Since I started teaching for reals again, several people have asked me how my kids like having me at their school.
We've been lucky, I guess. Even when I was substitute teaching I rarely had my own kids in class. Sooner or later I will have The Prince for a short, junior high exploratory class. And The Princess has threatened to take my baking class next semester. (Really? You never want to be in the kitchen with me at home! Feel safer with witnesses around, do you?)
But that's not my point.
My point is, no one has asked how I like having my kids at my school.
Answer: I'm not sure.
On the one hand, it's no big deal. The Prince totally ignores me. He would walk down a different hall to avoid being anywhere near me if he could, but he can't, so I take every opportunity to wave at him and embarrass him. Nah, actually I grew tired of that after 10 or 20 times, so I don't even look for him anymore.
And when The Princess forgets to have a permission slip signed, needs money for yet another spirit t-shirt or doesn't bring her lunch, she can just pop down to my room. And when I forget my computer, she's willing to run home to get it and take an “excused tardy” for the team.
On the other hand, The Prince totally ignores me and The Princess can pop in to my room whenever she needs something. And she feels free to give me fashion advice – loudly – whenever she sees me in the hall.
Having taught before and having suffered through the perpetual ignorance of being a substitute (“No, really, our teacher always lets us go to lunch 20 minutes early”), I thought it would be great to know who's who at the zoo. I looked forward to having FOPPs (Friends of The Prince and Princess) in class.
And for the most part, it has been fun. There's less of the ol' switcheroo while I'm taking attendance. I do wield a little group-Mom power when dealing with scofflaws in the hallway, as in “Does your Mom know you talk like that, and would you like me to tell her what you said when I see her at the next PTO meeting?”
But there are times when it's hard for all of us to remember that I am Mrs. Salemink, and not Mrs. Gabby's Mom. Or that there are times when I am Mrs. Gabby's Mom the Teacher, and not just Mrs. Gabby's Mom the Mom.
My first time around as a teacher – when my kids were The Princess-ling and Prince-let – there were a couple of students who were a real pain in my… side. But a wise, veteran educator taught me this lesson:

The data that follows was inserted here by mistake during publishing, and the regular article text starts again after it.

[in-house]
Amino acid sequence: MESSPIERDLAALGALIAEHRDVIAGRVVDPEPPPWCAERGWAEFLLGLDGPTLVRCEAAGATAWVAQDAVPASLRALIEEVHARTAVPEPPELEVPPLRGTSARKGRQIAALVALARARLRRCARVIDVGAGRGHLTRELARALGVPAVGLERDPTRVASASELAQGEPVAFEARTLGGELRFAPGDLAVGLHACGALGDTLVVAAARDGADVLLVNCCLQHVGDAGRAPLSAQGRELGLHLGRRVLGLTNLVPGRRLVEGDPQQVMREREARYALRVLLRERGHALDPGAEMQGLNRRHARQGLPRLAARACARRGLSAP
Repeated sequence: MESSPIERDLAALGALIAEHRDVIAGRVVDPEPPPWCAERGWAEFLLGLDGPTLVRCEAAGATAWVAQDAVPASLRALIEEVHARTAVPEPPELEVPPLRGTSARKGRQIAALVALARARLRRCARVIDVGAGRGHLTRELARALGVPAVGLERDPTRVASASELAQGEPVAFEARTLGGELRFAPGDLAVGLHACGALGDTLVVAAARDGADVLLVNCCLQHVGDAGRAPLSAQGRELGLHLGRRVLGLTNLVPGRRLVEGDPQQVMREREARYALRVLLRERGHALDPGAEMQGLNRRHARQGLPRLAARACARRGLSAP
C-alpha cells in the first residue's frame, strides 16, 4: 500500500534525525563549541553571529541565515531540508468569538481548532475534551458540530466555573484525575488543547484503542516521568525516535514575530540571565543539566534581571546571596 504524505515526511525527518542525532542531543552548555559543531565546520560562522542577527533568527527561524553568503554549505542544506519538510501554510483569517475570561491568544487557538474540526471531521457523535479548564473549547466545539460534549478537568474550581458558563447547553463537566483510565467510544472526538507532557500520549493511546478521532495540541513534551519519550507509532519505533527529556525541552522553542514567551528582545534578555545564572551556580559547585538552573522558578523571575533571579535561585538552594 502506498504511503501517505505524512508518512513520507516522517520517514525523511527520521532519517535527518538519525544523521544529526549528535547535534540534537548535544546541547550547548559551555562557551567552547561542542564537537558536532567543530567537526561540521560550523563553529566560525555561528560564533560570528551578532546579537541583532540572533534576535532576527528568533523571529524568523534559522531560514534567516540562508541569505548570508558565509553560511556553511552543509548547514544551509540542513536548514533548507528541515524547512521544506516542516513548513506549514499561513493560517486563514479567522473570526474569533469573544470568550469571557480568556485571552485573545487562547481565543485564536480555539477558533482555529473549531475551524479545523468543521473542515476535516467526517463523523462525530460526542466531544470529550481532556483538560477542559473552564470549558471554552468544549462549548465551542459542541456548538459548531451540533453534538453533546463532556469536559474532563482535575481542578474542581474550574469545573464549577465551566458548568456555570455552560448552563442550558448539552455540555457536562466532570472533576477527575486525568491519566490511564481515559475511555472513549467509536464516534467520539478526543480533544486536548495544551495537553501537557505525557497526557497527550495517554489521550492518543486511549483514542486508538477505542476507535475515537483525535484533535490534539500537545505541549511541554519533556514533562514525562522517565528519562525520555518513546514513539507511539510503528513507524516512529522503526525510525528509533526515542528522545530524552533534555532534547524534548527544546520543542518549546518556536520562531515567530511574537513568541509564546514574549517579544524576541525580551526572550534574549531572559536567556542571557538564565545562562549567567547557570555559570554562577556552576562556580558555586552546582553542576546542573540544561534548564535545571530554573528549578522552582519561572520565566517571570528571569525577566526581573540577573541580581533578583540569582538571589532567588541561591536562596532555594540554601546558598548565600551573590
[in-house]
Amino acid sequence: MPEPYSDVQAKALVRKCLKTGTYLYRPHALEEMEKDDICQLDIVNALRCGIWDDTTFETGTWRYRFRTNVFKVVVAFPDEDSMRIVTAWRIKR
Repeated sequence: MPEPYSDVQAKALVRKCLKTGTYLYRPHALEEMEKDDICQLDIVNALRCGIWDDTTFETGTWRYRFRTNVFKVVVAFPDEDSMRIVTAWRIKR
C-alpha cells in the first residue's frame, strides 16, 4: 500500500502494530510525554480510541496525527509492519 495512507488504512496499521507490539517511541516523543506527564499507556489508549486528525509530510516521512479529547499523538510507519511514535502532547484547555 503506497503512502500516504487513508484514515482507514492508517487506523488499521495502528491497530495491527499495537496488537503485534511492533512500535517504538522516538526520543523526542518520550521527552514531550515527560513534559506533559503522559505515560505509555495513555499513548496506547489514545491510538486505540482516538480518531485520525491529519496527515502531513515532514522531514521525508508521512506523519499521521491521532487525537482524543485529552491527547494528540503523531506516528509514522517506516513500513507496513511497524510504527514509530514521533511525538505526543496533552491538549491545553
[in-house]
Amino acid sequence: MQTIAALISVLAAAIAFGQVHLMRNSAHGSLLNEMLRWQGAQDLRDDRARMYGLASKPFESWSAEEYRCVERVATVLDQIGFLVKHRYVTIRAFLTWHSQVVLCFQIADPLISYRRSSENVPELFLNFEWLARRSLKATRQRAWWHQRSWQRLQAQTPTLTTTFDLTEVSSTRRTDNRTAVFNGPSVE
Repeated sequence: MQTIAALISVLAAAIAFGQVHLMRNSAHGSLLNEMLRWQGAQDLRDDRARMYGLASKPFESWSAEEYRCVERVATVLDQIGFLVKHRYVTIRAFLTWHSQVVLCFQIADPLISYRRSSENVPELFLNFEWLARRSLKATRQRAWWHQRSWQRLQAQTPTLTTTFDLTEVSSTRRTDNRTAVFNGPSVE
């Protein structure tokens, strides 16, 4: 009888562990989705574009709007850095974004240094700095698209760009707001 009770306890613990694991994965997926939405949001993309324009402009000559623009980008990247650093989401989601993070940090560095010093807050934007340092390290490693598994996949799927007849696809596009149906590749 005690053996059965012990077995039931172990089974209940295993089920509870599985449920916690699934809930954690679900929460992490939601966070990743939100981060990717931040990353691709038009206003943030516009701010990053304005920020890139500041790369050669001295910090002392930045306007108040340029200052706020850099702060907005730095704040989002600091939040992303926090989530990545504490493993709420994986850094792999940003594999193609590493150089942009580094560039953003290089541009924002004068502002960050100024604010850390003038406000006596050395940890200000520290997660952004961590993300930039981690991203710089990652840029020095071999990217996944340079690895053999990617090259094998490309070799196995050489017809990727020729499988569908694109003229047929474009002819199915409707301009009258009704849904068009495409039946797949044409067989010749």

Every student is someone's child.
You can take this two ways.
One: We only have to put up with the little monsters for an hour or two each weekday. Their parents have them All. The. Time.
Or Two: They may be a pain in the ass at school, but someone, somewhere, loves them unconditionally (I hope). They are the center of someone's universe (besides their own). They are the sunshine of someone's life. They embody someone's hopes and dreams for the future.
As my own children grew and I gained more exposure to the great unwashed, overly body-sprayed, hormonally-charged cauldron of angst and uncertainty that is junior high and high school, I realized that pre-teens and teens are human too (despite evidence to the contrary). They carry around the same steamer trunk filled with insecurities and the same mis-matched emotional baggage we all have. They gently cradle the same ticking time bomb of crisis potential that we all hold.
They just do it with more drama. And volume. And in groups. Cloaked in a cloud of body-spray.
Unfortunately I am a slow learner and I have to remind myself precisely seventy gazillion times a day not to take it personally. They are not deliberately trying to drive me crazy. They are just teens being teens.
But if I could, I would like to teach them this lesson:
Every teacher is someone's parent (or favorite aunt/uncle/cousin or child).
You only have to put up with us for an hour or two each weekday. Our families have to put up with us All. The. Time.
We have children/family/pets of our own who are the center of our universe, and we do our best to provide gravity and stability to their universe. They might not admit it, but they love us (or at least like us a little bit... sometimes). We bask in their sunshine and worry about their future.
We carry around the same steamer trunk filled with insecurities and the same mis-matched emotional baggage that you do, but ours have broken handles and are held shut with duck tape. We gently cradle the same ticking time bomb of crisis potential as you do, but we've learned how to set the snooze alarm on ours.
And one more thing:
I may be a mom but I'm not your mom, so pick up after yourself!